I battle-tested this script at Maker Faire NYC 2010 -- printing hundreds and hundreds of unicorns to be taken up eagerly by even the least likely candidates for receiving a unicorn drawing -- a real tribute to Will's logo design!
I have been using and loving the MakerBot Unicorn Pen Plotter for two months now -- am currently using the tool to create what is looking to be a rather involved animation project. One of the first adjustments I made to the python tool "Scribbles.py" (based on "Lunchlines" from the Frostruder project) was to jump into the included sub-scripts and adjust the pre- and post-print gcode commands in "context.py" so that the print cycle included a machine halt in a platform retrieval position before returning the pen to the ready-to-print position. After accomplishing this first step proved easy ("Scribbles.py" is quite hackable!), I added a few other neat helper tricks: disengaging the steppers before each dialog box for last minute fine-tune adjustments to position, a pre-print registration test (a dot to show where x0,y0 falls), a post-print musical riff (why not?), and an automatic height increment to drop 0.1 mm for each page peeled away from a sticky note pad. I used these tools together in the gcode included below to create an optimized, low-supervision-required print-to-pad version of the unicorn logo (below) that is an ideal early print for a new MakerBot Unicorn Pen Plotter owner. I'm also including the context.py file for your perusal. NOTE that the secret to this script is that if you agree to "Print the Next Sheet" an absolute position adjustment drops the pen tool 0.1mm to the next sheet down ... but while the pen is in the "up" position. And then each new page re-declares the current position to be x0, y0, z0 keeping all the math right for the next drawing. So this script takes the endless adjustment and guessing out of preparing to print so that the tool always starts and ends in the best position to print, with the height adjustment to make printing to a new sheet work without adjustment.
I suggest printing to a sticky-note pad that you prepare as a "sticky-note block." First, slide two strips of tape face down to trap the bottom 2-3 pages of the pad so that you can stick it down firmly to the platform without opening the pad wide enough to crack the glue. Then, take drafting tape (or even masking tape), firmly tape the three-non-glue sides of the pad down to the platform. Don't go all the way to the corners, just a 2-2.5inch piece in the middle if firmly stuck should be enough. I use a pen-top or a bone folder to make sure the tape is truly flush while I press the pad down to make sure it doesn't get skewed by the taping. It doesn't matter if the tape tears in the right-angle crease where the edges of the pages meet the platform at a 90 degree angle -- the bit that is along the edges of the pages is the important part. Now you should be able to remove a sheet at a time by taking your fingertip or nail to the bottom left corner and peeling across to the opposite corner. Go ahead and do a few test peels before you print everything to make sure you have the hang of it (and won't tear your pages).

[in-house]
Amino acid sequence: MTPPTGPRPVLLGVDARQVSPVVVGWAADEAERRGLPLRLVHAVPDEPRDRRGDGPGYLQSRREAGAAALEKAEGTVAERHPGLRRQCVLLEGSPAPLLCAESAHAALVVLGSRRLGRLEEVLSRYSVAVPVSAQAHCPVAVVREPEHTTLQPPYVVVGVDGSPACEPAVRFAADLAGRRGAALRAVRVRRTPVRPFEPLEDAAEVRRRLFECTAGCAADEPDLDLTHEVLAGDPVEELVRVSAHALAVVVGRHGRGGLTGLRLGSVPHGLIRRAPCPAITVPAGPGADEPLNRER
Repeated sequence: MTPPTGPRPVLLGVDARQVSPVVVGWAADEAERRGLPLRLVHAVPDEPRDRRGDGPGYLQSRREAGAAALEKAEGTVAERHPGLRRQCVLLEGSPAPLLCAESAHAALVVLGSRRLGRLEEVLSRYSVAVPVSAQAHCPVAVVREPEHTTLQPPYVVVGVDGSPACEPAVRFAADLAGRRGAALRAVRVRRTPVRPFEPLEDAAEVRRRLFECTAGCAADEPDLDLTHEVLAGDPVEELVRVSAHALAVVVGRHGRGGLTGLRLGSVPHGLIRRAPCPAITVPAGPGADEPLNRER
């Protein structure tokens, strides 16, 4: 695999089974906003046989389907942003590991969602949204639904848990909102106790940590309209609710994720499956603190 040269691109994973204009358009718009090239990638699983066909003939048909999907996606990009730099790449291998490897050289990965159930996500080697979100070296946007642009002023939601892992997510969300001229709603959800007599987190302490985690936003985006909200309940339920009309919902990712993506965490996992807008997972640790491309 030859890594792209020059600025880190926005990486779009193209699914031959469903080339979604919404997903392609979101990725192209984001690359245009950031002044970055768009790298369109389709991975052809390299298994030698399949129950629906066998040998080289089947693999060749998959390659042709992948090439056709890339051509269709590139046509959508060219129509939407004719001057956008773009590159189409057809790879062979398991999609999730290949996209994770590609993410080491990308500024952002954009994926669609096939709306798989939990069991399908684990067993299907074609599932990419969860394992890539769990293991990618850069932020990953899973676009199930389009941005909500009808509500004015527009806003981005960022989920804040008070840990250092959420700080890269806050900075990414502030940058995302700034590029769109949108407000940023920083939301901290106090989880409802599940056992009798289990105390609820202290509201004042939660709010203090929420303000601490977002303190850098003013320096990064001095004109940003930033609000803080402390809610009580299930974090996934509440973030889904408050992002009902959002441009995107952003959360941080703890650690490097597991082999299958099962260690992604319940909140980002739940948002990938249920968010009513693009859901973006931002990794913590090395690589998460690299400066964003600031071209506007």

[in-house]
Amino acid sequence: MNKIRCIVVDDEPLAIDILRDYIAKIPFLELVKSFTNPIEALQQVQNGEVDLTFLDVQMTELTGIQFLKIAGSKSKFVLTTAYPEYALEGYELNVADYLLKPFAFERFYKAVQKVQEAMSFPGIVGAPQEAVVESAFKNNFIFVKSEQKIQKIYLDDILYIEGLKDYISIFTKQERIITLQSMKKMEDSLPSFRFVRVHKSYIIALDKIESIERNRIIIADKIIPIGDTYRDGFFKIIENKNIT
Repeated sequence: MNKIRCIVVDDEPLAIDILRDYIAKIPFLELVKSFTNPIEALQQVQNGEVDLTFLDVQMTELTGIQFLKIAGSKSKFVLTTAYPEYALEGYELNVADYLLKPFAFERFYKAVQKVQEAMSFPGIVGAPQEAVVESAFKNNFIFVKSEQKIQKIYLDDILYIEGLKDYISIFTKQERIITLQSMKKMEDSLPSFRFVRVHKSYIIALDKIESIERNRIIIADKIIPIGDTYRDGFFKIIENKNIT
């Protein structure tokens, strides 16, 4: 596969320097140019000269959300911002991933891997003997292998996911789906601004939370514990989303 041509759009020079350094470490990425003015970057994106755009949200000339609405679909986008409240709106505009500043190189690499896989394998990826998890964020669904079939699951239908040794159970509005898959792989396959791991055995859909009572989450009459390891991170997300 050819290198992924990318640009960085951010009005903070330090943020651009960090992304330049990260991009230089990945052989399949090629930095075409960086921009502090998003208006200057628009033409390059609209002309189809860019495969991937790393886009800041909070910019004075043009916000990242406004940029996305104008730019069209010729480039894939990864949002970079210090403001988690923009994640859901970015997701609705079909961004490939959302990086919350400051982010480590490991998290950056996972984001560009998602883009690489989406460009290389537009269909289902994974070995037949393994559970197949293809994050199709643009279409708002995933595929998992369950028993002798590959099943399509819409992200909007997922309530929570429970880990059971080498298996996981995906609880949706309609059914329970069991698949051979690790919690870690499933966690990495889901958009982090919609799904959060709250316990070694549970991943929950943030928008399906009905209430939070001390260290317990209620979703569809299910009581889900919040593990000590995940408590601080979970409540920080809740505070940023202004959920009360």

Before printing the 10-page set, you can't be entirely sure whether the pen-tool is in the up or down position, so leave the pen point about 5mm above the printed sheet. When the dialog box pops up asking you to "Touch the pen tool of your MakerBot Unicorn to the pad" drop the pen down until it has good contact with the page. Giving it a little more play for gravity to press it against the page will ensure that markings are consistent across the surface of the sheet even if it is slightly slanted or lumpy.